A group of Irish lawyers are representing six young people from Portugal at the European Court of Human Rights in a significant climate change case.
They have taken a case against 33 European countries - including Ireland - arguing that their climate policies are inadequate.
Recently, the European Court of Human Rights upgraded the case to its Grand Chamber where only exceptional cases are heard.
One of the six young people from Portugal taking the case is 23-year-old Claudia Duarte Agostinho.
In 2017, she witnessed what was labelled the deadliest disaster in modern Portuguese history, wildfires where she lives in Leiria in central Portugal.
"What worries me the most is the danger, especially in the summer the fires can start all of a sudden," said Claudia.
Sixty-six people were killed, many of whom died in their cars as they tried to flee the flames.
The wildfires of 2017 devastated an area four times the size of Lisbon; around 50,000 acres of forest were destroyed.
"It's also very sad to see my favourite places where I would play as a child in ashes," said Claudia.
She said witnessing this made her want to take action against global heating.
"We have always been concerned with climate change; however it was in 2017 when the forest fires broke out in Portugal that we became aware that something had to be done."
The same region has suffered from forest fires again this summer during a heatwave that affected many areas across Europe.
Five years on from the devastating wildfires of 2017, Claudia, her brother Martim and four other young people from Portugal are taking 33 European countries to court arguing that their climate policies are inadequate and their lack of action on climate change is the cause of wildfires like the ones they have witnessed.
The case is backed by the Global Legal Action Network GLAN which is a legal non-profit organisation, run by Irish lawyers.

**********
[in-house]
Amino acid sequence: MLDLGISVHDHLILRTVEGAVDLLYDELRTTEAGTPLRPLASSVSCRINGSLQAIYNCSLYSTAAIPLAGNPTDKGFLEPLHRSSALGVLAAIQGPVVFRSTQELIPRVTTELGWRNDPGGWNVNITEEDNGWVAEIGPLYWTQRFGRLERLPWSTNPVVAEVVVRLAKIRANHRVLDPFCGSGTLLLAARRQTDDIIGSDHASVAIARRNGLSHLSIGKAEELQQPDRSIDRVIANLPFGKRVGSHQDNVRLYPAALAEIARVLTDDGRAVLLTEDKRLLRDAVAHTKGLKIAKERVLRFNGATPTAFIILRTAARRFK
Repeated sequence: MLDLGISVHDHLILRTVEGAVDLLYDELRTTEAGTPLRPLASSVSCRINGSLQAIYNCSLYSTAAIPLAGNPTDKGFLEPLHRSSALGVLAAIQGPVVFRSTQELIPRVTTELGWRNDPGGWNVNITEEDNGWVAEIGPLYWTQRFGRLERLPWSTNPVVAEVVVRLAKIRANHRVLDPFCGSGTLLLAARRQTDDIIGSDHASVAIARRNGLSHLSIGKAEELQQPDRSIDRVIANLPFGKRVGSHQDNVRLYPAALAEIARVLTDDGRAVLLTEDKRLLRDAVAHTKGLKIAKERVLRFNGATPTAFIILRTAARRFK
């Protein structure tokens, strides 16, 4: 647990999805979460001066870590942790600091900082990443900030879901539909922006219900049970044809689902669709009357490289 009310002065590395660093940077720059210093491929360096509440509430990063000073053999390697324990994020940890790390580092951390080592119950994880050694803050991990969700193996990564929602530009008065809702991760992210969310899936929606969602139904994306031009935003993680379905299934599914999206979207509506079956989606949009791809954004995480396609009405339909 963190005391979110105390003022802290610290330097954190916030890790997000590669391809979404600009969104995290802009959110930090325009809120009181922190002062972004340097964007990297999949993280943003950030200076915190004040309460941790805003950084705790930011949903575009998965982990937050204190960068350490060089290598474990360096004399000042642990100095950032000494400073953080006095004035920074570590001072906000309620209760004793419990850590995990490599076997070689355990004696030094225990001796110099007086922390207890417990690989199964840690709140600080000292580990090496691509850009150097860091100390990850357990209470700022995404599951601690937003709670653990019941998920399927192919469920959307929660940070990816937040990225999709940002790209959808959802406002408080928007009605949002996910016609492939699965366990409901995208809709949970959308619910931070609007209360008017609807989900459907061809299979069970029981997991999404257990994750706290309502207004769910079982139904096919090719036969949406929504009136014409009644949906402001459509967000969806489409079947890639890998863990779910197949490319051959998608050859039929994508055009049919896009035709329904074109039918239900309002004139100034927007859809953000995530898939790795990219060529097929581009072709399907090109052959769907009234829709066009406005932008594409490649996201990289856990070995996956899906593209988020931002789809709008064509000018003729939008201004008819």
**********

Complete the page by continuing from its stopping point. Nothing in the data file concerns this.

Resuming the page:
Gerry Liston, a Legal Officer at GLAN, manages their climate change litigation, and said they felt there was a need for a case that would have far reaching effect across Europe.
They have brought the case to the European Court of Human Rights in Strasbourg.
"We're arguing that their failure to adopt the rapid and steep emissions reductions that are required to hold global warming to 1.5 degrees is a violation of the youth applicants", he said.
Once they filed the case in 2020, the court fast tracked based on its urgency and importance. Recently the court referred the case to its Grand Chamber.
To put that into context, there are 70,000 cases before the European court of Human rights and only 22 cases, including this one, are before the Grand Chamber.
"The judgment that we are seeking, we hope, will set the framework for domestic courts to follow and implement, because if governments and domestic courts are adopting their own distinct and often self-serving approaches to what their role is in mitigating climate change then we end up with a situation where the collective contributions of all countries are inadequate, which is the situation we're in now," said Mr Liston.
"We felt there was a need for a case that would have a far-reaching effect throughout Europe."
The six Portuguese young people hope their case will be heard in early 2023. Claudia said she hopes the ECHR recognises that climate change is an issue that already affects them and will continue to affect them in the future.
"I hope the judges in Strasbourg will force Ireland and other European countries to do what is necessary to protect us," Claudia said.
Catherine Higham, coordinator of the Climate Change Laws of the World Project at the Grantham Institute at the London School of Economics, said this case is "particularly significant".
"It is focusing not just on the responsibility a government has to its own citizens but also the responsibility that governments owe to citizens outside their borders, to protect their human rights from harms that are caused within that governments control," she said.
"There are a lot of very important issues that will come up in the case".
Ms Higham says that what the European court has to say about those issues will have far reaching ramifications for the development of climate change law.
There are currently 2,000 cases across the world that are climate change cases. Catherine says the number of cases of this nature has more than doubled since 2015, the year of the Paris Agreement.
"A quarter of those were filed between 2020 and 2022, so we're really seeing this explosion in the number of cases."